What ”The Bachelor” Taught Me About Heterosexual Height Discourse
It pays to be tall. Literally.
This year’s Bachelor was six feet, five inches tall.
More wall than man, Missouri-born Clayton Echard barely fit through a standard-sized door. I can see why his staggering height made him a good football player, earning him a brief spot on the Seahawks roster; the NFL prefers their players rectangle-shaped. But it also apparently made him hot, almost by default.
That’s not something I fully understood until I became part of The Bachelor fandom eight years ago.
As someone who lives on planet earth, I’m of course aware of the theory that taller men are innately more desirable. But as a queer woman, I didn’t really feel how deep height discourse really ran among straight people until ABC came along and made me care about it. Indeed, The Bachelor has long offered a voyeuristic portal into heterosexuality for LGBTQ+ outsiders like myself, and try as I might, I can’t help but peer through the glass.
Height, I have learned, is a frequent topic of conversation among the show’s predominantly straight viewers. Bachelor fans are often shocked to learn how tall the men on TV are in real life — the answer: very tall — and then end up debating on social media whether it’s wrong to favor the vertically blessed.
Those fights typically reach no resolution: A man’s height shouldn’t matter, some people say, because it’s completely arbitrary — a roll of the genetic dice. To which others respond that, given the impossible beauty ideal women are expected to embody, it’s OK to harbor a preference for tall guys … as a treat. It’s hard to argue with either position, which only makes the impasse more vexing. Seemingly no one who wades into this matter is happy — not the short guys, not the tall women, nor the average-height women competing for the elusive 6’2” men.
I do not envy people who have to care this much about verticality.
When I met my wife nine years ago, I fell in love with her laugh and her tortoise-shell glasses and the little gap between two of her teeth, but how high she was off the ground didn’t really do much for me. I don’t think I even knew her precise height — a few inches taller than the average for American women — until after we were engaged.
But I guess when your dating pool is half of the planet, you can afford to fixate on this stuff. It’s like online shopping: When there are only a few options, you can manually compare their features. When there are millions of choices, you’re probably going to tick off some filters first. (Meanwhile, it makes sense that those of us who can only look for love among 2% of the population would be less dimensionally obsessed.)
Not that I find it any less strange when my straight peers enforce a “must be this tall to ride” policy. Yes, some LGBTQ+ people have height preferences, and taller men are still a commodity among many queer people who are into dudes. (Grindr has a height filter.) And sure, I’m willing to admit that the viral image of a tall woman holding a short woman up against a wall is pretty hot.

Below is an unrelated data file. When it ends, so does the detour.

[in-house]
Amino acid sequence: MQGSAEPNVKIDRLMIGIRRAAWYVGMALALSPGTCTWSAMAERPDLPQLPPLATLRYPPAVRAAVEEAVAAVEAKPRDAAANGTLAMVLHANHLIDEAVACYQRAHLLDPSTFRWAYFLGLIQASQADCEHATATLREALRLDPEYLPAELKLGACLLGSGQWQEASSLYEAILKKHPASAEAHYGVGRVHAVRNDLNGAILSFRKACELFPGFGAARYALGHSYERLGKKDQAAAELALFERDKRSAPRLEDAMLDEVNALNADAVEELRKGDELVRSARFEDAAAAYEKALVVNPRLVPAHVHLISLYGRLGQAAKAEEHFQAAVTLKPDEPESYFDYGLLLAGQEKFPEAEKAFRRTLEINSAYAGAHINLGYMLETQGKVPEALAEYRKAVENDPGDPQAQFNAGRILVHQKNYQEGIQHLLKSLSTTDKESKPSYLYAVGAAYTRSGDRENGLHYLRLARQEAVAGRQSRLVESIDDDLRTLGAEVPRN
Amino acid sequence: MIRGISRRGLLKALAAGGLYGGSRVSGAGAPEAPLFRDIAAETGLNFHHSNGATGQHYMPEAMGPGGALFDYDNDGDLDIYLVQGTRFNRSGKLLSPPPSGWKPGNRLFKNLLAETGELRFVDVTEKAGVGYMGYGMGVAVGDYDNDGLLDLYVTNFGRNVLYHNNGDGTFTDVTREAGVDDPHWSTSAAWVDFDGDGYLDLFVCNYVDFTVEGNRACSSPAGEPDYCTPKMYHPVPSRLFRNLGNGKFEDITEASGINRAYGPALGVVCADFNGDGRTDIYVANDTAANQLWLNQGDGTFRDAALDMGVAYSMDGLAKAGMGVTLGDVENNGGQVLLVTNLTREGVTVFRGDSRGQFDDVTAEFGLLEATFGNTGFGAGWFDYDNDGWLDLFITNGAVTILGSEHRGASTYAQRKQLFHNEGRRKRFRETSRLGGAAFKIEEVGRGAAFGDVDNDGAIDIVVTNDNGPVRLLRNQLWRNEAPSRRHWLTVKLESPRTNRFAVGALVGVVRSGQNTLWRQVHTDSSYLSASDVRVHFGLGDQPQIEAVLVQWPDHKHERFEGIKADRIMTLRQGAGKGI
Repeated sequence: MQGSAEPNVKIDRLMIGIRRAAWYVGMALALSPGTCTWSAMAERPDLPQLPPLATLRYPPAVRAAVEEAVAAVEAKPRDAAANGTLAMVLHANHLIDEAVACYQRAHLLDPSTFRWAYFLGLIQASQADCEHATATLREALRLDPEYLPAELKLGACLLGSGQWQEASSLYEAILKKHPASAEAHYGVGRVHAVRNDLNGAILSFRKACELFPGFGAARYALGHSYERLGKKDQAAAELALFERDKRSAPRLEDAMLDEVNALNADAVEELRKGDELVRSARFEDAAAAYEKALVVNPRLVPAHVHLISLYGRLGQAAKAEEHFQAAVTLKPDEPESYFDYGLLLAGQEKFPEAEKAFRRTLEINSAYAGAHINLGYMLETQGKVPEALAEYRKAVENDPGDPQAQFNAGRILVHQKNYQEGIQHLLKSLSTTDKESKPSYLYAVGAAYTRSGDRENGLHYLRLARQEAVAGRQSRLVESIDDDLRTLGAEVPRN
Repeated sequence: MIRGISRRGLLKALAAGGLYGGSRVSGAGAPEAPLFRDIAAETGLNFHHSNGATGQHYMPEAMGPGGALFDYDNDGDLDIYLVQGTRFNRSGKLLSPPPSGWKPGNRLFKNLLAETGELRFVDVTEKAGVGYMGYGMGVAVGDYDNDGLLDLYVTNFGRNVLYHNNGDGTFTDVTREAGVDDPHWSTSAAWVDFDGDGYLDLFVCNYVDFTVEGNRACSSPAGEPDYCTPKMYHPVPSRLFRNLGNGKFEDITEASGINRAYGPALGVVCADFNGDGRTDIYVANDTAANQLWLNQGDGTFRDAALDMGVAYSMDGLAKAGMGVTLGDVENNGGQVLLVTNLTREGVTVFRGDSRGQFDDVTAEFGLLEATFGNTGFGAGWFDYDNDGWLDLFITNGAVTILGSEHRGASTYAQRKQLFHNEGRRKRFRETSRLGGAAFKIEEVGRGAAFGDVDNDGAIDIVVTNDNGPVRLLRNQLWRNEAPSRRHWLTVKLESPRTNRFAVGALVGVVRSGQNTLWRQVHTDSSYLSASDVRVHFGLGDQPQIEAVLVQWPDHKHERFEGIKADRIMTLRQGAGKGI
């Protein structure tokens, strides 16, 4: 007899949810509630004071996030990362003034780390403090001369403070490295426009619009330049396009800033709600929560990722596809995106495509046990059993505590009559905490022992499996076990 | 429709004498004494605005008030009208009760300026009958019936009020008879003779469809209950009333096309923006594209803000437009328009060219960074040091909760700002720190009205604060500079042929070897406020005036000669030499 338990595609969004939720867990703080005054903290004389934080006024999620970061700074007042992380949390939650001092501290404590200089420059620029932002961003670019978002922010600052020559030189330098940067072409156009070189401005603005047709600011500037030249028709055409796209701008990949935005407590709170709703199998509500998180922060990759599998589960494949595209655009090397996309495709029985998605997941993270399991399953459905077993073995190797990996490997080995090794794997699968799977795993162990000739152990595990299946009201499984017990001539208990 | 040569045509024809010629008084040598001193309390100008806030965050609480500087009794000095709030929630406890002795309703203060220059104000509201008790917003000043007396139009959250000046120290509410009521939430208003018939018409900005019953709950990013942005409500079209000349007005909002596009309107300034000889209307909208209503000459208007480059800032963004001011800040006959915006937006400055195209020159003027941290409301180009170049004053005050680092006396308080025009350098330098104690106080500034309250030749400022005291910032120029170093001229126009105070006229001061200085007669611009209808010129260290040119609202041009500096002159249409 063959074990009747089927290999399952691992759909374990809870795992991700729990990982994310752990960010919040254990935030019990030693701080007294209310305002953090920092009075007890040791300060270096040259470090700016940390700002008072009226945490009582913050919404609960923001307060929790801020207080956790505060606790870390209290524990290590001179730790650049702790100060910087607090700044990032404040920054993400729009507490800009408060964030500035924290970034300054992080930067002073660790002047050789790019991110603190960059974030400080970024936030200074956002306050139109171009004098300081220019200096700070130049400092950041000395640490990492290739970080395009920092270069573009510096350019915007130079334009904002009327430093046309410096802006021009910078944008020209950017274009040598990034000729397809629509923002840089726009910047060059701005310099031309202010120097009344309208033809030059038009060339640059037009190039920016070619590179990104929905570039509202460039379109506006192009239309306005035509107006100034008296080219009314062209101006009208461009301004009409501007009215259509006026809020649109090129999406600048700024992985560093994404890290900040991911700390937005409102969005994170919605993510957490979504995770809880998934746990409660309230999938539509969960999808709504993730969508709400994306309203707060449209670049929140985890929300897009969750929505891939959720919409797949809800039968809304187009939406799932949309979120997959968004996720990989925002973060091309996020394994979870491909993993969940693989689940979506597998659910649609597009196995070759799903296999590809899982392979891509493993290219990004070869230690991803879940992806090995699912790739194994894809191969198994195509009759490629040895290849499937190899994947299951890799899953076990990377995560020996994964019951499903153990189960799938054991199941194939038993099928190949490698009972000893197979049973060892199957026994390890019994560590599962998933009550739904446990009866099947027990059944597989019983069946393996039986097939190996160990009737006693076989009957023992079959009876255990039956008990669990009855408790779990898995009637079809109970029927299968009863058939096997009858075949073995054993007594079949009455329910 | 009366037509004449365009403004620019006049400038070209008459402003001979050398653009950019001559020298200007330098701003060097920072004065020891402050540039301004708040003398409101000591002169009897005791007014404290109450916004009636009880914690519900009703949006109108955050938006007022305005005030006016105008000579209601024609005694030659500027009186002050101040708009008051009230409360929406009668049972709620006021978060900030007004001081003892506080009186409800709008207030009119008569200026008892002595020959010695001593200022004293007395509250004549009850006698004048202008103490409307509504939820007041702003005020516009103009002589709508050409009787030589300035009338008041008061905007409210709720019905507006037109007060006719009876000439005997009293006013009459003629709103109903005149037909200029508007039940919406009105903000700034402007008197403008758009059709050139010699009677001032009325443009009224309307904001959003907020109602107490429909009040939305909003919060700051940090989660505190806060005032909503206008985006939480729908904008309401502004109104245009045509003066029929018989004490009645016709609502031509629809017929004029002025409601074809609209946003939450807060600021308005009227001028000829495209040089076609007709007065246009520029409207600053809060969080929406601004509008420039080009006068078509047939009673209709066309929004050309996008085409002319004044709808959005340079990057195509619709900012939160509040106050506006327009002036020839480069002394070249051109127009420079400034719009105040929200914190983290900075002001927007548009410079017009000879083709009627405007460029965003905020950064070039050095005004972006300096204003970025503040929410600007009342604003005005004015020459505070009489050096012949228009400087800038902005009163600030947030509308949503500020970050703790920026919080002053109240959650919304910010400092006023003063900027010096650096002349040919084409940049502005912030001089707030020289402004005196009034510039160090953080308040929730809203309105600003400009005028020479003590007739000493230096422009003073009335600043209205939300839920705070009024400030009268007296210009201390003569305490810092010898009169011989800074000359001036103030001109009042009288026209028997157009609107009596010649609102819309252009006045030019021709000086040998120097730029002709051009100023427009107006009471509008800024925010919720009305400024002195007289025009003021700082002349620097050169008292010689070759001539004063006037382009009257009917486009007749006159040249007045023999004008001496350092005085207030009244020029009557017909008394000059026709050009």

But anecdotally, queer women who predominantly date women don’t really seem to care about this issue. It’s not like butches need to be tall. It matters so much more if you can top.
Maybe that’s why I was so — morbidly? — fascinated by Clayton’s stature. This is the second time in a row that Bachelor producers cast a male lead who is nearly too tall to ride some roller coasters without getting decapitated. (Matt James, the previous Bachelor, was also a dizzying 6’5”.)
Nor has there been a Bachelor under that all-important six-foot mark since Jake Pavelka — clocking in at a not-exactly-diminutive 5’10”— was cast in 2010, according to The Ringer’s thorough scientific investigation into the matter.
This obsession with casting extremely tall men compels me even more because it doesn’t always translate on the small screen. Fans of the show are often surprised to learn that even the guys who seem shorter — like Pilot Pete, who famously had sex with Hannah Brown in a windmill four times— are quite colossal. (Mr. Weber is 6’1”)
Not even Hollywood, with all its body fascism, requires men to be that tall. Movie star and amateur helicopter pilot Tom Cruise is a mere 5’7” and Jason Statham is the same height as Jake Pavelka.
I can only theorize that Bachelor producers are trying to induce some sort of gut-level reaction among the women who vie for the lead — because when you’re streaming Hulu on an iPad Mini, it’s hard to be impressed by anyone’s stature. And for better or for worse, the strategy seems to be working.
Nayte Olukoya (6’8”) handily won most recent season of The Bachelorette. And most notably, Thomas Jacobs (6’6”) was portrayed as a villain on Katie Thurston’s season of The Bachelorette but won the heart of former Bachelorette Becca Kufrin (5’7”) — one of the most respected people in the franchise — on Bachelor in Paradise and now boasts over a quarter-million Instagram followers.
In straight world, it seems, it pays to be tall — and in the Bachelor’s case, literally.